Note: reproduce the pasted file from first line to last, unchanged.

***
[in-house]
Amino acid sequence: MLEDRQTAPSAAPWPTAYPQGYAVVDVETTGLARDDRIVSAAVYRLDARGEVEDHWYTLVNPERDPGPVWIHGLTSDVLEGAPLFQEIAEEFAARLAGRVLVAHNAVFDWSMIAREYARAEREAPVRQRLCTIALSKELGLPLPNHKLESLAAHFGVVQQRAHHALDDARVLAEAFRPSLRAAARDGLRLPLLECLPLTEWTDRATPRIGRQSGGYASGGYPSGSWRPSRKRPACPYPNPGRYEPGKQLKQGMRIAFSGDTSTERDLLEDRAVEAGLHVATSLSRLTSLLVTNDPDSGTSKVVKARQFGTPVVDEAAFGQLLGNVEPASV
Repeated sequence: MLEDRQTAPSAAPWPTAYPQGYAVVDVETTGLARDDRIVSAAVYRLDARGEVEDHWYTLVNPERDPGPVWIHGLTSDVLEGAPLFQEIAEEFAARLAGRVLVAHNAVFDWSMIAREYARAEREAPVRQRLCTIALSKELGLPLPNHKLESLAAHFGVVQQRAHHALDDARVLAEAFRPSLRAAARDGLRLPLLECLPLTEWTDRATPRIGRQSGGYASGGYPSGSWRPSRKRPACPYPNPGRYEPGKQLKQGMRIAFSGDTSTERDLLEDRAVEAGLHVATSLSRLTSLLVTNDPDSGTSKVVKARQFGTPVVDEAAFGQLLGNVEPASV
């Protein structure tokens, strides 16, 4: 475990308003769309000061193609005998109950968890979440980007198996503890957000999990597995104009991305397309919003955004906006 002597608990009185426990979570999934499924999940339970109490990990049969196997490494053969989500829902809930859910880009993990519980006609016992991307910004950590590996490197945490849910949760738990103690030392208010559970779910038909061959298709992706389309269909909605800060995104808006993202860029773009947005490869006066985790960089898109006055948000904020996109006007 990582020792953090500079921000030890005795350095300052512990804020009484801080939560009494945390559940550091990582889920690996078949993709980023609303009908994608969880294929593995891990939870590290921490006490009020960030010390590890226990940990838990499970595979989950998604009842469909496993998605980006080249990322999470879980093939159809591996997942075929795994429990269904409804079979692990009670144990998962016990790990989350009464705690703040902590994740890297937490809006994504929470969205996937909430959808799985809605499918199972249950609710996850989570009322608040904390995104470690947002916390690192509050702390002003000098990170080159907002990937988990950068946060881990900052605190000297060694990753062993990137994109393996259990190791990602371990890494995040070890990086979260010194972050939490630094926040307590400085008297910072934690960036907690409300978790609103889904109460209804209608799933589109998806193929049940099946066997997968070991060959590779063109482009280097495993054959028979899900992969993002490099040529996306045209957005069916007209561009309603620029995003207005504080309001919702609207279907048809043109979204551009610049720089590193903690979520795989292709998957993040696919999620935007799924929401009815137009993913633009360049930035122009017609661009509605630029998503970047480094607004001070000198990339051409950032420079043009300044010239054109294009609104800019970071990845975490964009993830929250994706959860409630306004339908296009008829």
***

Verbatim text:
[in-house]
Amino acid sequence: MLEDRQTAPSAAPWPTAYPQGYAVVDVETTGLARDDRIVSAAVYRLDARGEVEDHWYTLVNPERDPGPVWIHGLTSDVLEGAPLFQEIAEEFAARLAGRVLVAHNAVFDWSMIAREYARAEREAPVRQRLCTIALSKELGLPLPNHKLESLAAHFGVVQQRAHHALDDARVLAEAFRPSLRAAARDGLRLPLLECLPLTEWTDRATPRIGRQSGGYASGGYPSGSWRPSRKRPACPYPNPGRYEPGKQLKQGMRIAFSGDTSTERDLLEDRAVEAGLHVATSLSRLTSLLVTNDPDSGTSKVVKARQFGTPVVDEAAFGQLLGNVEPASV
Repeated sequence: MLEDRQTAPSAAPWPTAYPQGYAVVDVETTGLARDDRIVSAAVYRLDARGEVEDHWYTLVNPERDPGPVWIHGLTSDVLEGAPLFQEIAEEFAARLAGRVLVAHNAVFDWSMIAREYARAEREAPVRQRLCTIALSKELGLPLPNHKLESLAAHFGVVQQRAHHALDDARVLAEAFRPSLRAAARDGLRLPLLECLPLTEWTDRATPRIGRQSGGYASGGYPSGSWRPSRKRPACPYPNPGRYEPGKQLKQGMRIAFSGDTSTERDLLEDRAVEAGLHVATSLSRLTSLLVTNDPDSGTSKVVKARQFGTPVVDEAAFGQLLGNVEPASV
């Protein structure tokens, strides 16, 4: 475990308003769309000061193609005998109950968890979440980007198996503890957000999990597995104009991305397309919003955004906006 002597608990009185426990979570999934499924999940339970109490990990049969196997490494053969989500829902809930859910880009993990519980006609016992991307910004950590590996490197945490849910949760738990103690030392208010559970779910038909061959298709992706389309269909909605800060995104808006993202860029773009947005490869006066985790960089898109006055948000904020996109006007 990582020792953090500079921000030890005795350095300052512990804020009484801080939560009494945390559940550091990582889920690996078949993709980023609303009908994608969880294929593995891990939870590290921490006490009020960030010390590890226990940990838990499970595979989950998604009842469909496993998605980006080249990322999470879980093939159809591996997942075929795994429990269904409804079979692990009670144990998962016990790990989350009464705690703040902590994740890297937490809006994504929470969205996937909430959808799985809605499918199972249950609710996850989570009322608040904390995104470690947002916390690192509050702390002003000098990170080159907002990937988990950068946060881990900052605190000297060694990753062993990137994109393996259990190791990602371990890494995040070890990086979260010194972050939490630094926040307590400085008297910072934690960036907690409300978790609103889904109460209804209608799933589109998806193929049940099946066997997968070991060959590779063109482009280097495993054959028979899900992969993002490099040529996306045209957005069916007209561009309603620029995003207005504080309001919702609207279907048809043109979204551009610049720089590193903690979520795989292709998957993040696919999620935007799924929401009815137009993913633009360049930035122009017609661009509605630029998503970047480094607004001070000198990339051409950032420079043009300044010239054109294009609104800019970071990845975490964009993830929250994706959860409630306004339908296009008829």